Birkenkopf

In the center of Baden-Württemburg, there is a mountain built from the rubble of Stuttgart after World War II. Forty-five percent of the industrial city had been destroyed in 53 Allied bombing runs during the war. The resulting 1.5 million cubic meters of rubble was hauled to the southwest edge of the city, to a 200-meter hill that more than doubled in elevation to become Birkenkopf .

img_1955It is the highest point in Stuttgart at 511 meters,  offering 360-degree views of the city and countryside. People hike and bike to the summit from the surrounding woods and it is not uncommon to see children and dogs on the paths. In good weather, people picnic at the summit. Alone at the top, the mood tends toward serene, if not somber.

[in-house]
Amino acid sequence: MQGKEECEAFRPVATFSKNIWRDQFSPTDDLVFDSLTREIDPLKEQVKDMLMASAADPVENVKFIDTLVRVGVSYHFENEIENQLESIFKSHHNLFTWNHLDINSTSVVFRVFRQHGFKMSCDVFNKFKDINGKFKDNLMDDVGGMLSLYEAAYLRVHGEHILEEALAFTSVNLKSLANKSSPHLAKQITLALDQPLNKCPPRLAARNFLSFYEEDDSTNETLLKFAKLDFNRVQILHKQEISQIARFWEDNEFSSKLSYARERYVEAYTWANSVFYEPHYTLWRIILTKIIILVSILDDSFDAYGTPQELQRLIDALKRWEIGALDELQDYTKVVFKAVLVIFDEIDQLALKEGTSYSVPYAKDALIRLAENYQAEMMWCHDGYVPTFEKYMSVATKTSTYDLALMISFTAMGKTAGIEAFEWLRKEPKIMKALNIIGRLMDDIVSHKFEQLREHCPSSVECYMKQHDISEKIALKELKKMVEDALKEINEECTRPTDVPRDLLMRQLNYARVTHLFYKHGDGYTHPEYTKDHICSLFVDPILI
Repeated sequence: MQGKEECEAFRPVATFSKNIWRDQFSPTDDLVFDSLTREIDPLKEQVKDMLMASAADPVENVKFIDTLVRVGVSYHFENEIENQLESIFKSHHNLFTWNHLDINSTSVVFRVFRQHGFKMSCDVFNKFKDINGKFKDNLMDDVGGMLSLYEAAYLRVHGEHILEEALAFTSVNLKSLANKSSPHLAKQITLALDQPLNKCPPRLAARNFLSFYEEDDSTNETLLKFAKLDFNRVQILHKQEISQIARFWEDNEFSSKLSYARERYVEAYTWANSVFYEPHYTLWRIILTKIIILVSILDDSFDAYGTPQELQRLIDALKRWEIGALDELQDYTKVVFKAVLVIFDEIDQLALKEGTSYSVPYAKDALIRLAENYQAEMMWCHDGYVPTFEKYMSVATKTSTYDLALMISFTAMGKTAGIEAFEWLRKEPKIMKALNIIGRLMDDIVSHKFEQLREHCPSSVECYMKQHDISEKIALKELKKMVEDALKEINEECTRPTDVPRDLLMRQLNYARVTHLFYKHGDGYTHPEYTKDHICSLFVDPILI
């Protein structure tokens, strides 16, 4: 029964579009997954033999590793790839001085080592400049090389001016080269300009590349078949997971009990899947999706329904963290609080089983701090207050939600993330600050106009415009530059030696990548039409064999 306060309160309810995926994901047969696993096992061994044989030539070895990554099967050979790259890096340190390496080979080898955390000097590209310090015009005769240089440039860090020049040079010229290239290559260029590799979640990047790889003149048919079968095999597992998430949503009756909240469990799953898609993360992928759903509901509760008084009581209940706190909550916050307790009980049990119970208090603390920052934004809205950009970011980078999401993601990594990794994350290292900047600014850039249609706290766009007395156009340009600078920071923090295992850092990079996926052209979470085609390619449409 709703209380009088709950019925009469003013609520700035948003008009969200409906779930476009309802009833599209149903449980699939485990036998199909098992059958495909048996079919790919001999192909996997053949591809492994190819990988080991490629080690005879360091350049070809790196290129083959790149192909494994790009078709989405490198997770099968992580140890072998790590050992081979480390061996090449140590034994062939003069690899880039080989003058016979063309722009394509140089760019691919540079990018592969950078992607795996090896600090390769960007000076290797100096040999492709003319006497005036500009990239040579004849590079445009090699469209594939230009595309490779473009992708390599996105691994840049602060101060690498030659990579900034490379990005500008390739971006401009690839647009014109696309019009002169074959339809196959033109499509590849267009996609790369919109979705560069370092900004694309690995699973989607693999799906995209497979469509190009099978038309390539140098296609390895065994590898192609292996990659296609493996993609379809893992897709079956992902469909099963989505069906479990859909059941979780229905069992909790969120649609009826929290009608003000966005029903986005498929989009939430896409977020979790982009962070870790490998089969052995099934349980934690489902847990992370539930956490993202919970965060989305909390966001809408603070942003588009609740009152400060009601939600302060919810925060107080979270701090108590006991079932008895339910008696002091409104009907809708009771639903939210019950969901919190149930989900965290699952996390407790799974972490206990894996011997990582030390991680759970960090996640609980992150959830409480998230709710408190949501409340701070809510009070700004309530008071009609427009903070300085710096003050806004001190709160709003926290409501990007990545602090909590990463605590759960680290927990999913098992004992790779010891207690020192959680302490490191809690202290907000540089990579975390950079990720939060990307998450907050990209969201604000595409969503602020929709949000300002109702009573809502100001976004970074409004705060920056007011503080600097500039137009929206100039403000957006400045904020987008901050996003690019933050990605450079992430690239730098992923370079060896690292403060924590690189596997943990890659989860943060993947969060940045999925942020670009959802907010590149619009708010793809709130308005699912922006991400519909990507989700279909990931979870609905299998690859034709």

Ornaments from stone buildings lie covered in lichens and vines, and rebar reaches uselessly toward the sky. A bronze plaque set in a piece of rubble explains that the site should be seen as a memorial to those who died and as a warning to the living.

In 1953, a local minister erected a wooden cross at the summit for Easter services and the following year other churches in the community began holding monthly services on Birkenkopf which have continued since. A steel cross now stands where the wooden one had been.  A schedule for services can be found here.

 

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